These words will make your resume 7x more effective

You’re burning the midnight oil trying to prepare the best resume to beat your competition for your dream job  You want to make it stand out, make it pop, and catch the eye of the recruiter, but there is a problem:

How can you ever separate yourself if you prepare it in a way that is ineffective in achieving your end goal? 

Normal language in your resume that everyone else uses will not effectively let the recruiter know that there is a unique person behind the document being read. Since most resumes are cut and dry documents, adding your own ingenuity to the mix to spice things up is one way to set your resume apart. And to do this, you want to use the right words! 

Every word conveys a meaning, a means to an end, and when the recruiter sees your resume, you want him to think, “Wow, this person is on point!” If you have the drive to put yourself in the best possible position to win, then Listen up! 

Today, we will go over the words that will make your resume 7x more effective! 

Why use “Spearheaded”?

On a resume, the one thing you don’t want to do is hold back or come off as shy because you are trying to make a name for yourself at the end of the day. Use powerful words like “Spearheaded” to accentuate the level of your involvement in a particular project, task, or initiative, especially if you took a lead role in it. 

Language like this also has the positive consequence of developing your credibility with the recruiter by showing them what a taste of your leadership and ingenuity can produce instead of merely using “Started/Began” and so forth that have empty, cliche meanings. 

Why use “Value or Valued”? 

Using this word helps you come across as genuinely looking out for someone’s best interest or something, which is a huge green light to recruiters that’ll let them know you have the right priorities in mind as a potential candidate. 

It also makes you look more aware, cognizant, and growth mindset-oriented toward improving the quality of the product and business down the road, which helps fulfill the needs and resonates with recruiters in a company. A word that more or less builds upon a passionate pursuit of something great. Add value to your resume by adding “Value or Valued”! 

Why use “Orchestrated”? 

It is effortless to get in the habit of using easy words that don’t have much meaning behind them, and one example that stands out the most is the word “led.” A common, cliche phrase anyone can use. Led tells, but “Orchestrated” goes out of its way to paint a picture in our mind of how we led! 

Resumes are not the sexiest thing to type up, let alone read, so in this case, don’t be afraid to tell your story a little (briefly); show them a little more about you and your personality behind the document. This change in tone and meaning is more intriguing for the recruiter, especially those who have to read them.

“Unfortunately, recruiters don’t have the time to thoroughly read every resume they receive” says career coach and blogger Amanda Kay. “Your resume only has seconds to grab their attention and stand out from the rest, so make those seconds count!”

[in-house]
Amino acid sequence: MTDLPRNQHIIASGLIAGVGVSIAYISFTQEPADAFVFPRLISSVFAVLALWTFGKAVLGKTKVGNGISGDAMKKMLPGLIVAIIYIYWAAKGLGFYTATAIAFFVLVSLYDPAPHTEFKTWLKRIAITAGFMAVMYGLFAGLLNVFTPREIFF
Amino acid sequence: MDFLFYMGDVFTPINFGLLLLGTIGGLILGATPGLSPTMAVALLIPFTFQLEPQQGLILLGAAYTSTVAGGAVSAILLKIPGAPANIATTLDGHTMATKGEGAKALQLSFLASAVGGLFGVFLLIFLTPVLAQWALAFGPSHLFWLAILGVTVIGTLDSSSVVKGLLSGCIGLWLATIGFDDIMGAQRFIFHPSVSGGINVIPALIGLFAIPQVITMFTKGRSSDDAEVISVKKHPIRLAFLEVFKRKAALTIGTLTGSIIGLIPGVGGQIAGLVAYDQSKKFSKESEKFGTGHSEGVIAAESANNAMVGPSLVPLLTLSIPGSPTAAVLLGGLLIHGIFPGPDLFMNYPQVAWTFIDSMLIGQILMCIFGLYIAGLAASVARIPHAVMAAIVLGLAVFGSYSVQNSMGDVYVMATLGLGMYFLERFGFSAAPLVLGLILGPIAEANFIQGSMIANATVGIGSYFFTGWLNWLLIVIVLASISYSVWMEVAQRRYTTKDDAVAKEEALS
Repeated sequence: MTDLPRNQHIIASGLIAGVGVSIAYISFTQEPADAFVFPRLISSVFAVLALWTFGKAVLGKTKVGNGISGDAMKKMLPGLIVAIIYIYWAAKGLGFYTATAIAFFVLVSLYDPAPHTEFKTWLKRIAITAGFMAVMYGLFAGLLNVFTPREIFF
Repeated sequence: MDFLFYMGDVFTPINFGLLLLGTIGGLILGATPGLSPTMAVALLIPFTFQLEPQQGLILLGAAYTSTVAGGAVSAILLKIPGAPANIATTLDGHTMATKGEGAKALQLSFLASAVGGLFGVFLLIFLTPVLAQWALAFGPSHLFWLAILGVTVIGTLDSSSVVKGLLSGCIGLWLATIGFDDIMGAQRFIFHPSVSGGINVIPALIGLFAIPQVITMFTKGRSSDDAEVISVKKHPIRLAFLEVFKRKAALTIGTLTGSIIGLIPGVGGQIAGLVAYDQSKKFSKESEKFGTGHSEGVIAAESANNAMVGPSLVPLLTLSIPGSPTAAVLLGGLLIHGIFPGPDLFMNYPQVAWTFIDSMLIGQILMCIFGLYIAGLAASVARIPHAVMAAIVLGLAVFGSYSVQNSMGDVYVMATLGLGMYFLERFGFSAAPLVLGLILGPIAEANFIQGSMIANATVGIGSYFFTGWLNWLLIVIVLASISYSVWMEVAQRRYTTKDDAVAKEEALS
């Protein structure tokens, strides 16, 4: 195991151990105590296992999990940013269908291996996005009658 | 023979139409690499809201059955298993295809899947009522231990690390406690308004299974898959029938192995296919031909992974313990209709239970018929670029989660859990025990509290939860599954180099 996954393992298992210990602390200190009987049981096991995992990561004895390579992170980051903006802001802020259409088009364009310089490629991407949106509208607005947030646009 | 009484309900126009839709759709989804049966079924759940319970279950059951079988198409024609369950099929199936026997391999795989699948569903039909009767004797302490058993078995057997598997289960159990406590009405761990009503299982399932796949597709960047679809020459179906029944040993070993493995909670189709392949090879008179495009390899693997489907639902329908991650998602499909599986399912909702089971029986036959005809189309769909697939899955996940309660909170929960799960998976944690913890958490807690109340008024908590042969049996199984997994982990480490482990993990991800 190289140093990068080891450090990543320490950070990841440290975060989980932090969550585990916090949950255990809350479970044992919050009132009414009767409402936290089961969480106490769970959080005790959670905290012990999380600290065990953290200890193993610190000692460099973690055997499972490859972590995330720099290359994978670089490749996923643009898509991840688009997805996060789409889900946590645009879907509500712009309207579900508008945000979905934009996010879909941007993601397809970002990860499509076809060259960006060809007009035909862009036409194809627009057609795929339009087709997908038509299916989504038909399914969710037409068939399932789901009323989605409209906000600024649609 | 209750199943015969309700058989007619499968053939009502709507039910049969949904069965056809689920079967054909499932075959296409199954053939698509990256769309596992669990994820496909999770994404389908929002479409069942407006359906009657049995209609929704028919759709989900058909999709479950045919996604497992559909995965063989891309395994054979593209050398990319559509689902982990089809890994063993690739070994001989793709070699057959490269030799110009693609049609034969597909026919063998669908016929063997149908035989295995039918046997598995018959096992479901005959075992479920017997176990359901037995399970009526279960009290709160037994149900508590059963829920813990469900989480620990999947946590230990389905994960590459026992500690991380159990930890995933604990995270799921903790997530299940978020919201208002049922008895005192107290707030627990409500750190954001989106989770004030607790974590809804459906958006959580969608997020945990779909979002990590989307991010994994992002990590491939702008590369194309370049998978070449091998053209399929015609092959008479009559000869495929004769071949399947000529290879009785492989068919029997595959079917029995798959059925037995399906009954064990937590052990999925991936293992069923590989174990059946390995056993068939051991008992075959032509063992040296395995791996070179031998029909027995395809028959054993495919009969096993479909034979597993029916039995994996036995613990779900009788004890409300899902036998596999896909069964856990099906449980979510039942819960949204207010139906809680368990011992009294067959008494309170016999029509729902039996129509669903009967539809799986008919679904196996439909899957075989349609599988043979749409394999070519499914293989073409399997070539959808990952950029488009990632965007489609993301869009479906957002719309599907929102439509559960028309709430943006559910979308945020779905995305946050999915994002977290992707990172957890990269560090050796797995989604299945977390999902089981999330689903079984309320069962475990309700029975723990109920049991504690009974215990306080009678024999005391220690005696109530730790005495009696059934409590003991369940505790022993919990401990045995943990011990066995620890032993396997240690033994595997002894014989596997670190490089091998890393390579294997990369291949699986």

Don’t forget Action Verbs!

Increased revenue, achieved, and resolved all sound much better than the all too common sold, hard-worker, and fixed verbs everyone else uses. 

As we stated earlier, the correct verb such as orchestrated is more effective in communicating your actionable personality than saying you’re a team player! Be sure always to make sure that you do the following before hitting submit: 

  1. Scan your resume for vague verbs
  2. Look out for all too common verbs like hard-worker, team player, etc.
  3. Try your best to use a verb only 1x throughout your resume! 

That being said, don’t try and get too fancy because this can backfire on you! 

“Ideally, you’ll want to match the action verbs used in the job ad or job description,” says Amanda Kay. “That way, if an Applicant Tracking System (ATS) is used to screen applications, your resume will already contain many of the keywords they are looking for.”

Now, don’t get too fancy! 

In correcting this bland usage of words that tell instead of show, the only thing you do not want to do is use fancy, sophisticated language that may block the recruiter from understanding your message and goal. 

Make sure language is clear, concise, and cogent on the one hand and has depth and avoids cliches on the other. 

Don’t spend hours making a mountain out of a molehill; ultimately, your experience will speak for yourself, and it’s better to be yourself than to try and sound too smart! 

The verdict!

Words are powerful and convey meanings, but also help paint images in peoples’ minds. 

Cliches and empty words will do you a disservice along with a majority of other candidates who will attach themselves to that approach for convenience. It makes you look indifferent, shows a lack of effort, and honestly shows an unwillingness to separate yourself. 

Your goal is to stand out among the masses, show another side to you like your story and personality, and give the recruiter a taste of the “real” you look like instead of the “paper” you. 

Orchestrate, Value or Valued, and Spearhead are all wonderful words that will help give you a leg up in putting yourself in the driver’s seat of effectiveness the next time you sit down for an interview!